The Pension Protection Fund (PPF) has finalised its levy rules for 2023-24. Some of the highlights are:
- The risk-based levy cap will remain at 0.25% of scheme liabilities
- The risk-based levy-scaling factor will be reduced by 23% to 0.37%
- The scheme-based levy multiplier will be reduced by 10% to 0.000019
- The increments between levy bandings have been halved, meaning that there is less of a cliff edge for those schemes that move between levy bands
- The levy estimate has been nearly halved and is £200 million, down from last year’s levy estimate of £390 million
- As a result, the PPF expects that 98% of schemes will pay a lower levy this year and that the majority of schemes that pay a risk-based levy will see their risk-based levy reduce by more than 50%
The timetable is similar to last year. Scheme returns and any electronic contingent asset certificates must be submitted to The Pensions Regulator (TPR) via Exchange before midnight on 31 March 2023. Documents supporting contingent asset submissions or recertifications must be submitted to the PPF by email before 5 p.m. on 3 April 2023. The full timetable is set out in the PPF’s levy timeline.
The PPF’s standard-form contingent asset documents incorporate references to events that are notifiable to TPR in accordance with the notifiable events regulations. The Department for Work and Pensions is in the process of amending those regulations. We do not know when the amending regulations will be published but, when they are, the PPF will update its standard form contingent asset documents to reflect the changes. This means that it may be necessary, in due course, for trustees to re-execute their contingent assets. We will know more once the PPF has decided the extent to which the existing standard-form documents require amendment. In the meantime, if you would like assistance with this year’s contingent asset submission, please get in touch with your usual firm contact.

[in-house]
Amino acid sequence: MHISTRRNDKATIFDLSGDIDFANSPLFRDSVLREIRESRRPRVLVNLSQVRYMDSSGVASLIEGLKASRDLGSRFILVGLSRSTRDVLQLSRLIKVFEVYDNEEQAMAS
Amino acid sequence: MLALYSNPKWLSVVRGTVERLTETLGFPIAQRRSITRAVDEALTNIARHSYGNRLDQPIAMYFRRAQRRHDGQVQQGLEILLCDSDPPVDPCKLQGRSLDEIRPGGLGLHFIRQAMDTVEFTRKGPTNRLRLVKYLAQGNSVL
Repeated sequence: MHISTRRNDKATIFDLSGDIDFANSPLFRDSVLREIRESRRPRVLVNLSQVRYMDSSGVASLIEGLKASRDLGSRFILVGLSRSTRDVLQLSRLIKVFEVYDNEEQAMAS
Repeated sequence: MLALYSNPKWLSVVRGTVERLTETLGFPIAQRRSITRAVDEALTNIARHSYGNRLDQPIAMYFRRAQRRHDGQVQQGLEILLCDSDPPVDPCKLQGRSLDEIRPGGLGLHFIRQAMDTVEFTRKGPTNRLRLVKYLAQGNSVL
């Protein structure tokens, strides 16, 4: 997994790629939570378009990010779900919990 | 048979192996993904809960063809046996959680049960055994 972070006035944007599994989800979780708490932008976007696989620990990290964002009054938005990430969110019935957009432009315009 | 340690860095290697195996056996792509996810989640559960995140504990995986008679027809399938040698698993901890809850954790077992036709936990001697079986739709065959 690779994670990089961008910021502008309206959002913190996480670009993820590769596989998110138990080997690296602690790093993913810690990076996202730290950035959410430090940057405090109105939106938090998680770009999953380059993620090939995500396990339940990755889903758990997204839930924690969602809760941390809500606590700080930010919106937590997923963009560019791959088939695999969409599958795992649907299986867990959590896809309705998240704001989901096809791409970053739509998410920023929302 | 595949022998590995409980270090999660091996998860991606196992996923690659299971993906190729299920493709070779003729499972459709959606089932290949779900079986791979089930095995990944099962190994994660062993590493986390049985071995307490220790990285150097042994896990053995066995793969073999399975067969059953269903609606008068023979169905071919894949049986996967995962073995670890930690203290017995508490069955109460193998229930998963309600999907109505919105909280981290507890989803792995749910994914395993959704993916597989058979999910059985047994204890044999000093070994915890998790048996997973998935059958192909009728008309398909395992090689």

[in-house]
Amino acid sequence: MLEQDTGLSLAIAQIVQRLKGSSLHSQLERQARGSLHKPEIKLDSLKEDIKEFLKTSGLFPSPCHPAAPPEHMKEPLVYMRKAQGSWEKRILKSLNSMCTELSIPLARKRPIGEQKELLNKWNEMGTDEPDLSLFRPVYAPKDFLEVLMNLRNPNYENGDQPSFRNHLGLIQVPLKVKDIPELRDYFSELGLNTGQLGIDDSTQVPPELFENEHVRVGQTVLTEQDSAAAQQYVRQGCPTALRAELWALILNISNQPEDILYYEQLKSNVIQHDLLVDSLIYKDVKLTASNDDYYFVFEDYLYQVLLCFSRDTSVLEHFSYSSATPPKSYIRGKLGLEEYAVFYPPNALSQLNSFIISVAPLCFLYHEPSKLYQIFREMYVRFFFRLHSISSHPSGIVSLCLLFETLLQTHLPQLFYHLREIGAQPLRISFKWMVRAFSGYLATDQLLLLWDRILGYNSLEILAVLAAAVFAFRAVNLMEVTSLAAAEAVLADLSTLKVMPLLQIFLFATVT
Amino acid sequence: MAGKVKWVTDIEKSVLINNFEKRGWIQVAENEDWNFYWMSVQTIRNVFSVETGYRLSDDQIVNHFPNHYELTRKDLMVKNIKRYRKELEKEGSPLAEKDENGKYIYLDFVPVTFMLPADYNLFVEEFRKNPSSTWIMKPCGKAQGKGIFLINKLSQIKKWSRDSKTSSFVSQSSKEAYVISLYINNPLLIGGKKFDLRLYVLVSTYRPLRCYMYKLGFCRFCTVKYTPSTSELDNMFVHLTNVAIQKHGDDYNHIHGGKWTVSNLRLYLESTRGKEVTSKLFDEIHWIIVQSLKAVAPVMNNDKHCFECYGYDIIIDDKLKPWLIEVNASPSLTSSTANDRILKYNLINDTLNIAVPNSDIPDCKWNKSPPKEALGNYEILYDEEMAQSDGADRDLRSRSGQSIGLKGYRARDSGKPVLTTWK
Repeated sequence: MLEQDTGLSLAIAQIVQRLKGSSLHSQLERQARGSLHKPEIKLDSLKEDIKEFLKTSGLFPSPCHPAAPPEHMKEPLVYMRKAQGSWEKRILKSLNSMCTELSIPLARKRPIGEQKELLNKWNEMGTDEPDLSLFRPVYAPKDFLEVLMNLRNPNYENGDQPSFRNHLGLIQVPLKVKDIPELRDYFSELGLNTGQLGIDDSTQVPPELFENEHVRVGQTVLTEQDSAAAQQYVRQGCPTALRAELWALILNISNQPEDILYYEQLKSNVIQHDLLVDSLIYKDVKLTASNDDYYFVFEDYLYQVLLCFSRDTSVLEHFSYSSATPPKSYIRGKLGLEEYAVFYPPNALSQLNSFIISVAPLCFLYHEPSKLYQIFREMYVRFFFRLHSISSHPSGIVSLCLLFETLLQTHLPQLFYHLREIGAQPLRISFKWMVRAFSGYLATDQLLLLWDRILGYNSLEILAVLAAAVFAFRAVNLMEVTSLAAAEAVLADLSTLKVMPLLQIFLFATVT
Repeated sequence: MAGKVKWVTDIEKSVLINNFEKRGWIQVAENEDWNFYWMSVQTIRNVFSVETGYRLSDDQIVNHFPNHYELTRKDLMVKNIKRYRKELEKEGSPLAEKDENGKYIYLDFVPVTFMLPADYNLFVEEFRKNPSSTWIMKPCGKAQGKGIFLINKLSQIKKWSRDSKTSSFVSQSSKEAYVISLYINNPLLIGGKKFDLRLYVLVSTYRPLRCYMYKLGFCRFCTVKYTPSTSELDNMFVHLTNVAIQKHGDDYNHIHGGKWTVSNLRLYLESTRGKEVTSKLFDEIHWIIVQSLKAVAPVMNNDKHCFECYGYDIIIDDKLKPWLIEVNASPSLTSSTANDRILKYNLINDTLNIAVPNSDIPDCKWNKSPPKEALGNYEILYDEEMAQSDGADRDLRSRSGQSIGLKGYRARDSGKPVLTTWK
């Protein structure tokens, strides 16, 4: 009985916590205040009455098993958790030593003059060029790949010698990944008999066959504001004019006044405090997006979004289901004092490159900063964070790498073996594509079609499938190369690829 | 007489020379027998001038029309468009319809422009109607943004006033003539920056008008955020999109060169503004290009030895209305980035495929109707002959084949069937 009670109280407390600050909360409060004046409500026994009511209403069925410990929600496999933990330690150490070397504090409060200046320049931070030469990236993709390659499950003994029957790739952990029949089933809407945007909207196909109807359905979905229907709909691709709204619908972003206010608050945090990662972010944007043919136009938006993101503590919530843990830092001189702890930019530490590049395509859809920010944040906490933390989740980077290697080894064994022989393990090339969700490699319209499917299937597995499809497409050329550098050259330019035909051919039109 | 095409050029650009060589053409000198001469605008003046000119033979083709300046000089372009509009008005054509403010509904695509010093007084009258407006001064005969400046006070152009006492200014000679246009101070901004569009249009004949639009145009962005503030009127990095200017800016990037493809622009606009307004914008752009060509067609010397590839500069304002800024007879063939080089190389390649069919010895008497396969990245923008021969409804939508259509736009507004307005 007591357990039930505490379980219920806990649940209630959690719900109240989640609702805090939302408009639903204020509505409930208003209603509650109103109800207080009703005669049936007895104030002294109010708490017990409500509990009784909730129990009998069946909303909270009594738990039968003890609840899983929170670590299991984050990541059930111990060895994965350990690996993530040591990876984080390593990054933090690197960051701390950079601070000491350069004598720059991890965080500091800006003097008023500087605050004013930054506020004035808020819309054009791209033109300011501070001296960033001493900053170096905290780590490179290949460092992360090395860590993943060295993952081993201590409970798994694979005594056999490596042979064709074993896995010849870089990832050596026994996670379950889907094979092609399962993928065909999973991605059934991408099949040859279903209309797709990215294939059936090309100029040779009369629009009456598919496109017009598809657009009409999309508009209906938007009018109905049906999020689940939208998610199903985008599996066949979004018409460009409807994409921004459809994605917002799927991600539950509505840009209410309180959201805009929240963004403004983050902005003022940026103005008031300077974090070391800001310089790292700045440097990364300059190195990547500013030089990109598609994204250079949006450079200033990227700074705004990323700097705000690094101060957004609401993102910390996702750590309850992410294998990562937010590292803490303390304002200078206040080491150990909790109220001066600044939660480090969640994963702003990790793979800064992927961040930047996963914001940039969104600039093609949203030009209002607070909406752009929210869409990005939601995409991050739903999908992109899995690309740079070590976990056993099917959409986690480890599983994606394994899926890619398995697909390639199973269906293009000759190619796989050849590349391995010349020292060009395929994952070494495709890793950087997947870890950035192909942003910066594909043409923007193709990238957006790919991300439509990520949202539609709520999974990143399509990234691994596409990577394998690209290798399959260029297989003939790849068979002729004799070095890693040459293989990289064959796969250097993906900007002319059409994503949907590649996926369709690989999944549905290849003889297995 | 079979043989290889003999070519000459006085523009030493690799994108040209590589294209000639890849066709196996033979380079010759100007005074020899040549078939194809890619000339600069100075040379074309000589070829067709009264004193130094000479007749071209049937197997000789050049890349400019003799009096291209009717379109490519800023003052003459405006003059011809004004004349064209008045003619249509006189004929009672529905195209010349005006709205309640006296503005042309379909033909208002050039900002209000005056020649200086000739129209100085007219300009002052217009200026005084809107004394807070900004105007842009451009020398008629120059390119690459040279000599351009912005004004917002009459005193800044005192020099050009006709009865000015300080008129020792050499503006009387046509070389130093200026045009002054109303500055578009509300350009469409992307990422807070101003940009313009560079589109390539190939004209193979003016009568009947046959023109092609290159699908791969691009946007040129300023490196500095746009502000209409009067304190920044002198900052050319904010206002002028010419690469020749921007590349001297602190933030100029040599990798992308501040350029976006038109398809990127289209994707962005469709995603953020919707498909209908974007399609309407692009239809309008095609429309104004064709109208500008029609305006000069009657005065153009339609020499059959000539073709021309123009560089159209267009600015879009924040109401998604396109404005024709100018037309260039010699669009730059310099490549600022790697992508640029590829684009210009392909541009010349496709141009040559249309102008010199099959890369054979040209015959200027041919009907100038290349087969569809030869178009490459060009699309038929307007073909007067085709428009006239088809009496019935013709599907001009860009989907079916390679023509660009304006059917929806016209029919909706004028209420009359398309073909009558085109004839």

Finally, we recommend that trustees and levy payers take time to think about whether the status of their scheme might mean that it is classified as an “alternative covenant scheme”, for PPF levy calculation purposes. This might be the case where the trustees no longer rely on the covenant of a trading business and are instead supported by assets, for example, where there has been a restructuring to swap in an employer that has never employed any of the pension scheme members, or the sponsoring employer ceases to trade. In those types of scenarios, the PPF will take a decision on whether the normal method of calculating the PPF levy should apply or whether the levy should be calculated by reference to the alternative covenant scheme appendix.
If you have any queries in relation to any of the above, please speak with your usual firm contact.